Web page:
“I find myself spending more time looking at the mural and pondering what I want to do compared to actually applying the paint,” D’Auria confessed. He appeared exhausted.
The hibiscus was gone, along with the heron, and he’s had to change the angle of the egret’s neck to accommodate the seagrape tree. But seen from 20 feet away, the great pink spoonbill’s wing traverses the column smoothly.
“I’m used to working on flat walls,” D’Auria said, “plus I’m working on a ladder. I’ve been staying until 6 or 7 o’clock.”
Lunch was granola and protein bars.
“It keeps me going for a while,” he said.
Meanwhile, Dirr had coated his abstract design with the sealant and emailed a photo of the finished wall to the city to be paid.
Gregory Dirr had little trouble on the parking lot side.
On Friday, their deadline day, Dirr returned to give his work a final look. “This was pretty complicationless,” he said, “and I got a commission. The guy who rents beach chairs wants me to paint his surfboard.”
Over at the beachside entrance, D’Auria was still exhausted.
“This is the biggest mural I’ve ever done,” he sighed. “I definitely need to come next week. I don’t know how many days, but hopefully not so many.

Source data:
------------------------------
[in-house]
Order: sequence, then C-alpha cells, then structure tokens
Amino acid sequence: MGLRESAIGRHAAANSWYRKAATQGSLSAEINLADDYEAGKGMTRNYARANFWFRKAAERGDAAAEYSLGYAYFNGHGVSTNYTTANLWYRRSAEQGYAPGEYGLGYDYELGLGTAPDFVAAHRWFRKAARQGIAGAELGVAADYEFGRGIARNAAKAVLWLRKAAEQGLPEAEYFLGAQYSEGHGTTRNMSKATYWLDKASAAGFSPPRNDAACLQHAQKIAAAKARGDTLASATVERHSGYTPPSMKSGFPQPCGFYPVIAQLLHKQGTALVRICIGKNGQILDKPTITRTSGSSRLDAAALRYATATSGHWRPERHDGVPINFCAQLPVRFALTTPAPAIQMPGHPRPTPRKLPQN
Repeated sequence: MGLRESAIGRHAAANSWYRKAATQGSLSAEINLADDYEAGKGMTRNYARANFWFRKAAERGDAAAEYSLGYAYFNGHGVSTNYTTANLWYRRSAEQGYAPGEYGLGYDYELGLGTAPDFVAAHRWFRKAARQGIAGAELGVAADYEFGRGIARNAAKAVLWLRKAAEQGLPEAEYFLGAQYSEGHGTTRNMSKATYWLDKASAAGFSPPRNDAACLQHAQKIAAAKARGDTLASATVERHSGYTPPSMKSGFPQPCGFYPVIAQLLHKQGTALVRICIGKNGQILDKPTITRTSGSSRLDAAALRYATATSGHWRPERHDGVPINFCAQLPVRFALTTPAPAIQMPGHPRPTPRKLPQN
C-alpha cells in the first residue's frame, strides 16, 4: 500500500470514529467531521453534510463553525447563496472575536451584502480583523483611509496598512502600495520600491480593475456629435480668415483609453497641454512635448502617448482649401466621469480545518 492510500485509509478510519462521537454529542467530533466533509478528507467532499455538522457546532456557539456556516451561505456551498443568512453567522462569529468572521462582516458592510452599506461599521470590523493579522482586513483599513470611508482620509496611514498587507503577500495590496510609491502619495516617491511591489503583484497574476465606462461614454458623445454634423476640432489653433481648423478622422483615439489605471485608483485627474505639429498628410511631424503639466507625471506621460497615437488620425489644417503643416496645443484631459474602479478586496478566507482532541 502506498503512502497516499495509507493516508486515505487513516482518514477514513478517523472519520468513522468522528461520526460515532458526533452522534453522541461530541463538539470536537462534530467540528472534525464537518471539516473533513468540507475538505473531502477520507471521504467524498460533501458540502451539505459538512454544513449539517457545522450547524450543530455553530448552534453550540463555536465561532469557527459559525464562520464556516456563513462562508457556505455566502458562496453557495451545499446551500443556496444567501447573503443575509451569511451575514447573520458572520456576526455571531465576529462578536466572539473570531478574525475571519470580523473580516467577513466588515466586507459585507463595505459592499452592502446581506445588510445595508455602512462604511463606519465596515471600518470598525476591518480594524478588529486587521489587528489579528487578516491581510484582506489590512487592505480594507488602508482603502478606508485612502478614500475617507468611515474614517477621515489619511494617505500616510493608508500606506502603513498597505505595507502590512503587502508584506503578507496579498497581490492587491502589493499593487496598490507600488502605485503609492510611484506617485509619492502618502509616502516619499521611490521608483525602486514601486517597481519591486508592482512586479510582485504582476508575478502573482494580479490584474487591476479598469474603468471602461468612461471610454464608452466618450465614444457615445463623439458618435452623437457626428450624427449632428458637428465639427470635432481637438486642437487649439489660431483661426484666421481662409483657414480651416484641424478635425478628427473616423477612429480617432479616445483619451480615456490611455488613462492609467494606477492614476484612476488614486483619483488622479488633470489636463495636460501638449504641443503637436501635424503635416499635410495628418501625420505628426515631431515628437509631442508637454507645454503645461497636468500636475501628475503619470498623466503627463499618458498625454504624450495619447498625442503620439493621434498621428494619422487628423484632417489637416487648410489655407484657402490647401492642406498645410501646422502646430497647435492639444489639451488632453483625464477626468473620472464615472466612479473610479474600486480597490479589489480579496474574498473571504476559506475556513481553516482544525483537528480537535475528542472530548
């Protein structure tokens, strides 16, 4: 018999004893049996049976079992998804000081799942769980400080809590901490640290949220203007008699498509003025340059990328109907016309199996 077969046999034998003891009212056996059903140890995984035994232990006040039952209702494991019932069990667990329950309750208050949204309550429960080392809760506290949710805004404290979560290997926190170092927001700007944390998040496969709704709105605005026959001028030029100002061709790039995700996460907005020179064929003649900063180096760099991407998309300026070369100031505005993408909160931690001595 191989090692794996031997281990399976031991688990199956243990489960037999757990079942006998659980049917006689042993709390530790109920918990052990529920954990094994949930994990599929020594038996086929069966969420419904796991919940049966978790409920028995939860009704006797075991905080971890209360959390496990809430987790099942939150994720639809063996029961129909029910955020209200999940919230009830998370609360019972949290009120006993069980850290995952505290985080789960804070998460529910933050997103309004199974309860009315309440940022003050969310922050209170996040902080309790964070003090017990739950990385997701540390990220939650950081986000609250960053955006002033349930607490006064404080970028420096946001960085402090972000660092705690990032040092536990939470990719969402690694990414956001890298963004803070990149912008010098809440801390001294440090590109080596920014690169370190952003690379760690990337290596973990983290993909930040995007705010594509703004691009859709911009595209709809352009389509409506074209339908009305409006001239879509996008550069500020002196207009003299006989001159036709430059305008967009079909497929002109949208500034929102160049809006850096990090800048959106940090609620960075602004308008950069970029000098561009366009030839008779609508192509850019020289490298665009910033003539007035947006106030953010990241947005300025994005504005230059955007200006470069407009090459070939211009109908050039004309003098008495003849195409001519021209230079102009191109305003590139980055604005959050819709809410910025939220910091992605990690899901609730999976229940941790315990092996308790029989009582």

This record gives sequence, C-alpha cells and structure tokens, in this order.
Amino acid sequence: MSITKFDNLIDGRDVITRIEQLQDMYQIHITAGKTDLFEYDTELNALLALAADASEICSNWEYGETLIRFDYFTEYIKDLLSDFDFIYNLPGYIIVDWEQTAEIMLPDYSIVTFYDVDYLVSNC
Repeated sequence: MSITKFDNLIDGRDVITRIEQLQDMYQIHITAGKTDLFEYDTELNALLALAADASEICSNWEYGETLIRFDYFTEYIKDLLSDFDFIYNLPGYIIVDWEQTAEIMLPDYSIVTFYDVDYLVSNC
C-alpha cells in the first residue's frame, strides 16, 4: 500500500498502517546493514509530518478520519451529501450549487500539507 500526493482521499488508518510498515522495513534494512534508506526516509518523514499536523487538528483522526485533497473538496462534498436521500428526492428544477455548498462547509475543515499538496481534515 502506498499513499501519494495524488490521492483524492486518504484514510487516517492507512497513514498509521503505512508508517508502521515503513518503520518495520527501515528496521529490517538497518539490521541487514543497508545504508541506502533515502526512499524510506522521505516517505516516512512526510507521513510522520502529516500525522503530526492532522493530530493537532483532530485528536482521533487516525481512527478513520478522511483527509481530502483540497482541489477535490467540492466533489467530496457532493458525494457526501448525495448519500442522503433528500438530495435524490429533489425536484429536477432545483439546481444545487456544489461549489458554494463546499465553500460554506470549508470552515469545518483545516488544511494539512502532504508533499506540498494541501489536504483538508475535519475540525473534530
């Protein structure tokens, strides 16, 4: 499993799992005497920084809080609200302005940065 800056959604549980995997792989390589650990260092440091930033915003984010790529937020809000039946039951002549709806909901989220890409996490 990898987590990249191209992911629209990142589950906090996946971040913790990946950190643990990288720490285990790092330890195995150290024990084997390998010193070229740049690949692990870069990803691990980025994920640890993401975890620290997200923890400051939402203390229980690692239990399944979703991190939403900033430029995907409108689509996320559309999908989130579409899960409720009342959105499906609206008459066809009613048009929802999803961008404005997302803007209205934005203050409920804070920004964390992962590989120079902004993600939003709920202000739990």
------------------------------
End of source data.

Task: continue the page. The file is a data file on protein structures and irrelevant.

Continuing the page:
“I had a black espresso. ...”
Tom D’Auria taped his brush to a pole to deal with awkward angles and because his ladder was too short and unsteady. Photos by Tim Stepien/The Coastal Star
When Spanish River Park opened for business at 8 a.m. on Monday, April 22, beachgoers were met by several makeshift signs in the parking lot. “North Tunnel Closed,” they said.
For the next two weeks, artists Craig McInnis and Ivan Roque would be turning that tunnel into art, too.
The signs and sawhorses closing the Middle Tunnel were gone now, but Tom D’Auria was still there.
He’d missed the deadline by two workdays, but no one in authority complained, and when he had finished applying that final coat of varnish about 7:30 p.m. Tuesday, he was exhausted but satisfied.
“I didn’t end up doing the water lily or hibiscus,” he said, “or the pelican. But I’m happy with how it came out. I think with all the other elements it probably would have been a little busy.”
On Monday, May 6, signs and sawhorses will appear again to let visitors know the South Tunnel is closed as artists Peter Agardy and Agata Ren begin the final third of the Spanish River tunnel project.
When their work is done and all three tunnels have been transformed, the Art In Public Places advisory board will prepare an online “video reveal,” so the public can view the finished works, board chairman Irvin Lippman said.
To be honest, though, the signs didn’t matter much. Beachgoers came and went through the Middle Tunnel while Dirr and D’Auria worked.
“It’s beautiful,” one said. “That’s nice work,” another said.
On their first Friday there, a teacher from Grandview Preparatory School led an entire class into the tunnel. “It’s turning out gorgeous,” she announced.
Learn more about the artists and see other work at tdauria.com and gregorydirr.wordpress.com.